Bradley Wiggins’ Tour de France and Olympic triumphs are said to have helped push British Cycling’s membership past the 75,000 mark for the first time in the organisation’s history. The national federation said today they have been signing riders at an average of 2,800 a month since August 2012.
Historically, British Cycling have governed the competitive side of the sport. However, in recent years, through the offer of a basic membership and insurance product for commuters and sportive riders, they have created a stronger voice for cyclists’ rights, lobbying the government on issues such as better road safety and more funding for cycling infrastructure.
Currently, race riders make up 58 percent of the membership total. Commuters and leisure or sportive riders make up the remaining 42 percent. Gavin Finch, BC’s head of marketing, told BikeRadar in April that half of members said they were commuters, though may take part in other forms of cycling.
The federation give free introductory membership to youngsters who join Go Ride affiliated clubs, although a British Cycling spokesman confirmed that just 2,000 free memberships had been distributed in that manner. They emphasised that the vast majority of youngsters were fee payers.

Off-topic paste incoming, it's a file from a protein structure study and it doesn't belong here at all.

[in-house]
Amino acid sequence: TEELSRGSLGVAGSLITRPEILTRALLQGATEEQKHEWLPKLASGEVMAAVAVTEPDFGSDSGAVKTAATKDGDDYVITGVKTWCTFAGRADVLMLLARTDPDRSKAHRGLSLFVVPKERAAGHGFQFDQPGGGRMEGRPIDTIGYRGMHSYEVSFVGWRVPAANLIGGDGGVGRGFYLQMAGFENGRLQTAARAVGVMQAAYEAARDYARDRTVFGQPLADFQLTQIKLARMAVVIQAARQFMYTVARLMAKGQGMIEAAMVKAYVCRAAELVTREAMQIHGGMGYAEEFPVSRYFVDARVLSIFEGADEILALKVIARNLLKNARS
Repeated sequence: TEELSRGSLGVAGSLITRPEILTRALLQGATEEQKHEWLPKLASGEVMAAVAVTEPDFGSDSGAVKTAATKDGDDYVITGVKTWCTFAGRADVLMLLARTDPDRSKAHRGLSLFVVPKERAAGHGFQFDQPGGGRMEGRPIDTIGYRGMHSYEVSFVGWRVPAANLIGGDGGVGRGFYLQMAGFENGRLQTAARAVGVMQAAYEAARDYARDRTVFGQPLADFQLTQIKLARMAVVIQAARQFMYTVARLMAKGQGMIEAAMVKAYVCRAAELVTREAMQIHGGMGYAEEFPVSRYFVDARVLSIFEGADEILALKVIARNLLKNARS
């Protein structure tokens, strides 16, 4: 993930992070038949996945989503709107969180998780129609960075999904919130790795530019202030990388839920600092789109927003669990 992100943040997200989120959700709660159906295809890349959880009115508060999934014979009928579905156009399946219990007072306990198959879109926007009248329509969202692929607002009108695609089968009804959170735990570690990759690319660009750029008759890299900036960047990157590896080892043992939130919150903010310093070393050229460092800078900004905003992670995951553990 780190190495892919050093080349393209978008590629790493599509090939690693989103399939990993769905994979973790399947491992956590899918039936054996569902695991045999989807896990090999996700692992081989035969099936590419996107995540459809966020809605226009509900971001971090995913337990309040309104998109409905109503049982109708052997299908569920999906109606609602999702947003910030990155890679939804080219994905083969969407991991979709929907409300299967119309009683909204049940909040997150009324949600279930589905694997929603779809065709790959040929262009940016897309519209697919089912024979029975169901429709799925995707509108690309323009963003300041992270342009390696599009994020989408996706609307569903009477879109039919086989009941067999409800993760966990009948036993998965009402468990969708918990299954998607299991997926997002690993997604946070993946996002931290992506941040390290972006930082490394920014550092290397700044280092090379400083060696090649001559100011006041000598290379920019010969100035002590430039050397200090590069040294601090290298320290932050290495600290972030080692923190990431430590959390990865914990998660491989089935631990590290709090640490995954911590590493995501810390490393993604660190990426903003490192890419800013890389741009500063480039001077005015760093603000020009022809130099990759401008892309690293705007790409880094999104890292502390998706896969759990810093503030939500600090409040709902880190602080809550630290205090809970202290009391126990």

British Cycling president Brian Cookson – also campaigning for the UCI presidency – said: “There is no question that cycling is the sport that redefined our national sporting identity last year, with unprecedented success across all areas. The fact that our membership now stands at an all-time high of 75,000 will only help us to increase our influence for the good of cycling in this country.”
Kenya-born Chris Froome, a favourite for this year’s Tour who has raced under a British licence since 2008, said: “Cycling in this country has really hit the mainstream; there has never been a better time to be part of our great sport, whatever you ride.”